CHARLOTTESVILLE, Va. (WVIR) - A Charlottesville group has filed a lawsuit in Virginia to challenge the constitutionality of something commonly called the "Habitual Drunkard" law.

Current law makes it is illegal for someone who is ruled a “habitual drunk” to consume or even possess alcohol, at the risk of jail time.

The law is supposed to be neutral on its face, meaning that it applies to everyone in the commonwealth who may be frequently drunk.

However, in practice, attorneys with the Legal Aid Justice Center (LAJC) claim the law is mostly applied to homeless people because their alcoholism is more visible.

LAJC filed a federal class-action lawsuit Thursday morning, challenging the constitutionality of the law which the center argues is violating the homeless’ civil rights.

“It takes behavior that is common to poor people, in this case poor people who are suffering from an addiction, and it makes that behavior criminal,” said Mary Frances Charlton, staff attorney.

The center says the law is a relic of the past, when vagrancy laws were popular. Now, the medical community has realized that alcoholism is a disease.

“Doing it that way, throwing them in jail, is a criminal justice solution to what is a mental health and public health issue. You know this is a disease, this is a public health problem, and criminalizing it rather than seeking to find a policy solution that would provide treatment is simply cruel and unusual,” Charlton said.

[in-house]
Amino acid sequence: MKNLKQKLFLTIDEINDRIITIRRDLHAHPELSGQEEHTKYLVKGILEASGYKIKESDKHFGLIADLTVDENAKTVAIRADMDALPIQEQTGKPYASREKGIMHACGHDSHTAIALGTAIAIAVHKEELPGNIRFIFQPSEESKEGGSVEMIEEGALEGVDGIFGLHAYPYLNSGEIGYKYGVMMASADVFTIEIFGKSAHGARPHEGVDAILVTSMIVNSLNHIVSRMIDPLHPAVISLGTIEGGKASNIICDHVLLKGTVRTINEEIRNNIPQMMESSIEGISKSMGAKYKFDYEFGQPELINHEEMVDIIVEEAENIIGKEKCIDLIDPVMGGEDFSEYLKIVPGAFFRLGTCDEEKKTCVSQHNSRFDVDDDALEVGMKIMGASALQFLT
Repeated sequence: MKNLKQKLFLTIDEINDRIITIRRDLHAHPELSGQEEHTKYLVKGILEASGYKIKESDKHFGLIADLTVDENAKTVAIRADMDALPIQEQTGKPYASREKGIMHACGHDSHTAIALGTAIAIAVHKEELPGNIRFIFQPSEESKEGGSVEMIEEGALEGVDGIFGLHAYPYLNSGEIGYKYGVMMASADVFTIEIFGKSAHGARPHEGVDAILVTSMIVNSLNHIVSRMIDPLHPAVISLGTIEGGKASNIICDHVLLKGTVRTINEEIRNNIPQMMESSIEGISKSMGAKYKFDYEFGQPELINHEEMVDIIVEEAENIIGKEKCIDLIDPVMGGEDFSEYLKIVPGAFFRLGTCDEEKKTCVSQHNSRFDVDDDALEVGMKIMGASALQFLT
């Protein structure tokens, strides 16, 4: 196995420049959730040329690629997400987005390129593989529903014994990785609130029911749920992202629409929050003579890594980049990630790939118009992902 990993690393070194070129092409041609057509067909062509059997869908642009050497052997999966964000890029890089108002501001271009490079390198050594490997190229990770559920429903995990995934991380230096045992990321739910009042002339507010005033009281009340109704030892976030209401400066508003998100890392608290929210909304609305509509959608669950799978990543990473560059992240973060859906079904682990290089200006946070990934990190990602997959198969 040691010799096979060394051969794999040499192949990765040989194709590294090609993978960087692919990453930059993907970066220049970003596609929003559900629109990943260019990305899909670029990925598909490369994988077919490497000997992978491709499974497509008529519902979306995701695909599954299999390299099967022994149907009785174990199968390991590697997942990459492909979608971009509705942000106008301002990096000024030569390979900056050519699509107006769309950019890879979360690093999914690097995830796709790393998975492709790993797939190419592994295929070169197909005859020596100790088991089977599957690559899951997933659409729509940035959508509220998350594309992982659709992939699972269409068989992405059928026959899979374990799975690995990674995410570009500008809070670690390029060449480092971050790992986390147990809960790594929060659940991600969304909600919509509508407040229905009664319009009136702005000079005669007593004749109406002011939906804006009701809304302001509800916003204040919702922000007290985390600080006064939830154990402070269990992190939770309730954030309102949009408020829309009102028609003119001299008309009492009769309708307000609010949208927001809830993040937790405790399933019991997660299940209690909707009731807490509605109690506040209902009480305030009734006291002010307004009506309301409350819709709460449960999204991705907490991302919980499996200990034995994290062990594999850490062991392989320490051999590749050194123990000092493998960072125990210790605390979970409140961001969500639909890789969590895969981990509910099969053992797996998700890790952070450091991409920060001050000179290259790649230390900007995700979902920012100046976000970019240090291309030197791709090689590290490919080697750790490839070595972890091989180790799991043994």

Attorneys say homeless people are not provided an attorney at the initial hearing when they are declared a "habitual drunkard," and often are not even present at the trial and can't provide witnesses to help their case.

One of the center's clients was ruled a habitual alcoholic, and has since been convicted more than 30 times for the past six years for alcohol-related offenses.

“If you look at his criminal record, you know, no violent history anything like that. It's all about being homeless and being an alcoholic,” said Amy Walters.

While it is a class action suit, it does specifically name Don Caldwell, commonwealth's attorney for the city of Roanoke.

Caldwell says he found out about the suit from NBC29 when he was asked for a statement.

The prosecutor said that he doesn't believe the law is only applied to homeless people or is discriminatory in any way.

Caldwell, as well as lawyers with the LAJC, agrees that treatment is important for alcoholics and those with mental illness.

The question remains whether or not that treatment should be within the context of criminal justice. That'll eventually be up to a judge to decide once this case is taken up.